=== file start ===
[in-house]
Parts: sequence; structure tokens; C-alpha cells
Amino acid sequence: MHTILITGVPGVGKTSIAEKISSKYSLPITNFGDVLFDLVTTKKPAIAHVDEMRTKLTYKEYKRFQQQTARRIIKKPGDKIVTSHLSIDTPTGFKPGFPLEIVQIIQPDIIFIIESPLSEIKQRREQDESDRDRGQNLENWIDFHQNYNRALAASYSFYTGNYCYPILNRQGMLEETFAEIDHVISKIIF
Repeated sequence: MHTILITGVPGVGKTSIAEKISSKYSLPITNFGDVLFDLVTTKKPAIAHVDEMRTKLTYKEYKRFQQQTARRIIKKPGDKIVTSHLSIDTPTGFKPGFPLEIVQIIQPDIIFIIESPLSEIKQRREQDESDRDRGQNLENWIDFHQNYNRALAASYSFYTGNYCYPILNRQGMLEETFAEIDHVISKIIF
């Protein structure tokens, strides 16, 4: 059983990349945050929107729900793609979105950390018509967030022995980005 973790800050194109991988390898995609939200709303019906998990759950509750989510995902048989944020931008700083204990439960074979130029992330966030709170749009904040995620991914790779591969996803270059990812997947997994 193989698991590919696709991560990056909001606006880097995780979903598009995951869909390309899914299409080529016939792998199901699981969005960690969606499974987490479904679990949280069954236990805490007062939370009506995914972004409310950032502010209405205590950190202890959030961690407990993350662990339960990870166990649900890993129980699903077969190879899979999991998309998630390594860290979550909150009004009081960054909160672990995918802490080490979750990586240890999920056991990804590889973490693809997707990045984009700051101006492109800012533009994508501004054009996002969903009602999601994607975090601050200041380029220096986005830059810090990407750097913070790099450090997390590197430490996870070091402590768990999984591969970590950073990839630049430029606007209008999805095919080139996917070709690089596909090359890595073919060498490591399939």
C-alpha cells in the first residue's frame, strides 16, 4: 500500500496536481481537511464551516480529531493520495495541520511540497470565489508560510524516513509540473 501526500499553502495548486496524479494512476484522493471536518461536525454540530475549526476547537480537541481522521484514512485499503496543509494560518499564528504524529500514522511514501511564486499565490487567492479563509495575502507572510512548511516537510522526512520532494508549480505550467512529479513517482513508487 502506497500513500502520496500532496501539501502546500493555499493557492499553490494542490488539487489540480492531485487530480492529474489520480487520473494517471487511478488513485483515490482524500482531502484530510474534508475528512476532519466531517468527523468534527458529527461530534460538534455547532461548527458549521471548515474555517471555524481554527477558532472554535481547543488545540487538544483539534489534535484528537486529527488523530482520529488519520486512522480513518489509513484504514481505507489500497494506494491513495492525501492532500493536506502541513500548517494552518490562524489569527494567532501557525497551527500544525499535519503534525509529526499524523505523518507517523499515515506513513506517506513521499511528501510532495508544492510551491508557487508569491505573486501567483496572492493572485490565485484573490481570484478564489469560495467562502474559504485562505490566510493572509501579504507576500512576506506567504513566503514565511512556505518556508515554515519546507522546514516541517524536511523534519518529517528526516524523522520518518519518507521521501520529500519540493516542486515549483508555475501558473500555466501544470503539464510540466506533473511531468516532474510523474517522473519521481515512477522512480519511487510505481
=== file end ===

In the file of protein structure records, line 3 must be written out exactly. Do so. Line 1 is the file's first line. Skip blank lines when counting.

Amino acid sequence: MHTILITGVPGVGKTSIAEKISSKYSLPITNFGDVLFDLVTTKKPAIAHVDEMRTKLTYKEYKRFQQQTARRIIKKPGDKIVTSHLSIDTPTGFKPGFPLEIVQIIQPDIIFIIESPLSEIKQRREQDESDRDRGQNLENWIDFHQNYNRALAASYSFYTGNYCYPILNRQGMLEETFAEIDHVISKIIF